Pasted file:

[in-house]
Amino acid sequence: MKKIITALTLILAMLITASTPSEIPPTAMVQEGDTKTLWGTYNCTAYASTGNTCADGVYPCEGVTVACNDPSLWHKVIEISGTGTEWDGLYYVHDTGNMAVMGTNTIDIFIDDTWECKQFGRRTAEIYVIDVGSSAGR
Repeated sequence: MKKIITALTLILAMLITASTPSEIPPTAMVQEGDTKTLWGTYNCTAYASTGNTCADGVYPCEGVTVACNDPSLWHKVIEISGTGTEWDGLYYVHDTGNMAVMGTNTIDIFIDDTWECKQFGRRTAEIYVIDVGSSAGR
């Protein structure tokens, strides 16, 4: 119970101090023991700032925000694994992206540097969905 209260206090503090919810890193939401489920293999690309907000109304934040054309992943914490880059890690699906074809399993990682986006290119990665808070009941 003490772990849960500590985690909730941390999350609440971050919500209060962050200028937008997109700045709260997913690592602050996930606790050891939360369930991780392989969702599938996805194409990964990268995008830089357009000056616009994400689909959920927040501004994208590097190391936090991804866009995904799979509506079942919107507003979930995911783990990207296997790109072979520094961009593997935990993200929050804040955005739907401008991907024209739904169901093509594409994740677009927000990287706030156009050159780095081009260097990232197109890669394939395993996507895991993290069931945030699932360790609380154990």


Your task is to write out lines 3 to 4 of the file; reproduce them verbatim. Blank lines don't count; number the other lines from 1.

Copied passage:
Repeated sequence: MKKIITALTLILAMLITASTPSEIPPTAMVQEGDTKTLWGTYNCTAYASTGNTCADGVYPCEGVTVACNDPSLWHKVIEISGTGTEWDGLYYVHDTGNMAVMGTNTIDIFIDDTWECKQFGRRTAEIYVIDVGSSAGR
């Protein structure tokens, strides 16, 4: 119970101090023991700032925000694994992206540097969905 209260206090503090919810890193939401489920293999690309907000109304934040054309992943914490880059890690699906074809399993990682986006290119990665808070009941 003490772990849960500590985690909730941390999350609440971050919500209060962050200028937008997109700045709260997913690592602050996930606790050891939360369930991780392989969702599938996805194409990964990268995008830089357009000056616009994400689909959920927040501004994208590097190391936090991804866009995904799979509506079942919107507003979930995911783990990207296997790109072979520094961009593997935990993200929050804040955005739907401008991907024209739904169901093509594409994740677009927000990287706030156009050159780095081009260097990232197109890669394939395993996507895991993290069931945030699932360790609380154990």